Saturday, May 3, 2008

Capitalism Gone Even Madder Than Usual. Auctions for the Rich to Fund NYC Public Schools

In the 1970s in the Koch administration in NYC, I briefly went out with
a woman who was a high school teacher in the New York City school
system. As the budget cuts were beginning she had her students sell
crafts to raise money for school supplies. Today there is a sad and
crazy story in the New York Times," Bids for Botox" dealing with Public
School Auctions which are beginning to follow the patterns of private
schools. The wealthy and businesses are often contributors to the
auctions in rich areas. I
n the story among the items auctioned were a rabbit-fur jacket(the
rabbits were not asked for their assistance) tickets to a fourth of July
baseball game at Yankee Stadium, even a "botox " house call. An adviser
to the public school auction, a private school consultant made the point
that stock brokers rarely make(what sells and for what can't be so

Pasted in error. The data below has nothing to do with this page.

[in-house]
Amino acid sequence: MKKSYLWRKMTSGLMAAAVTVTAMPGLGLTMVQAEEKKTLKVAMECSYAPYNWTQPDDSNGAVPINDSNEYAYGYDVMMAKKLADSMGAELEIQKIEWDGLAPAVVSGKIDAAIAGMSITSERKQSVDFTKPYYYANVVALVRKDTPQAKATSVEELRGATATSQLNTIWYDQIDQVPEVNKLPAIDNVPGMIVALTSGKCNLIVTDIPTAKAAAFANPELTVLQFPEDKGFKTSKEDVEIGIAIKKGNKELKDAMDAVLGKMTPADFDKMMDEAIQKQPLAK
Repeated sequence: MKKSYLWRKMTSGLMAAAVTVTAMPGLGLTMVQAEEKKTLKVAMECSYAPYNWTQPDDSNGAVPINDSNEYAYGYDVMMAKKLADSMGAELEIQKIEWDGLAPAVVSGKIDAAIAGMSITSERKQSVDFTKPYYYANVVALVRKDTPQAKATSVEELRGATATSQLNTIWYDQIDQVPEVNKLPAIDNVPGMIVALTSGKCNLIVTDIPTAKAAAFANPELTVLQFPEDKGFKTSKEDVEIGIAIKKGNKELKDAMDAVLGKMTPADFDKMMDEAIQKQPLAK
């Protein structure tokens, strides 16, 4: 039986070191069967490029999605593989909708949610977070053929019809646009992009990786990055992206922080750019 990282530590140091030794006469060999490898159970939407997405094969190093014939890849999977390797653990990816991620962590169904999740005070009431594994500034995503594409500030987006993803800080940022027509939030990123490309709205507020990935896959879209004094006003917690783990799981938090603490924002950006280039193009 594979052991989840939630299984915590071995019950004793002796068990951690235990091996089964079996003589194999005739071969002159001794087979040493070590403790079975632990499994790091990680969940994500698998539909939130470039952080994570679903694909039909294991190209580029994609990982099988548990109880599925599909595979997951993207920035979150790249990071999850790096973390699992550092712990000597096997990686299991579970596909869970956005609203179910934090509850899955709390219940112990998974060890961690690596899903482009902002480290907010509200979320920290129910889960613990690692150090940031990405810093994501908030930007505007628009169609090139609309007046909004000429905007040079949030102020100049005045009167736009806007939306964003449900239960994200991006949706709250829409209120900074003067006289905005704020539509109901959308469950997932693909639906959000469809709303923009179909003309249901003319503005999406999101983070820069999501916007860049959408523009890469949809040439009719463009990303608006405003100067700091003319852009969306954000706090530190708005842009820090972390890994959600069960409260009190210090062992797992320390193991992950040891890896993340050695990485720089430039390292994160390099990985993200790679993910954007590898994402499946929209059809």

easily evaluated). The public school was a wealthy one. I doubt such
items(and a only mentioned a few, would be in working class school

But auctions themselves have no place in the funding of public
education, as against charity, which is never about rights. . I teach
at a university whose top administrators spend more and more time trying
to raise money from wealthy donors and corporations as they face deeper
and deeper budget cuts. I don't think they have tried these sorts of
auctions yet, although I know one who might bid on the Yankees tickets.

The public sector will stagnate, atrophy and eventual become in effect
the slum of the economy if it is not revived through large social
investments. It has been under attack for a generation, creating a
huge political-economic imbalance with has made John Kenneth Galbraith's
comment in the 1950s classic, "The Affluent Society," in which he saw
the U.S. becoming a nation of "private wealth and public squalor" a
curse. It is a crisis which can only be solved by reorganization of the
tax structure and a national industrial economic policy that will not
only end the culture of budget cuts but more importantly launch an
expansion that will undue the damage of the last thirty years. That can
only happen through new course for the federal government, a course
which, with progressive tax reform will "trickle down" to the states.
If our readers think this is utopian, let them exam the dystopia that we
are currently experiencing and which goes from bad to worse
Norman Markowitz


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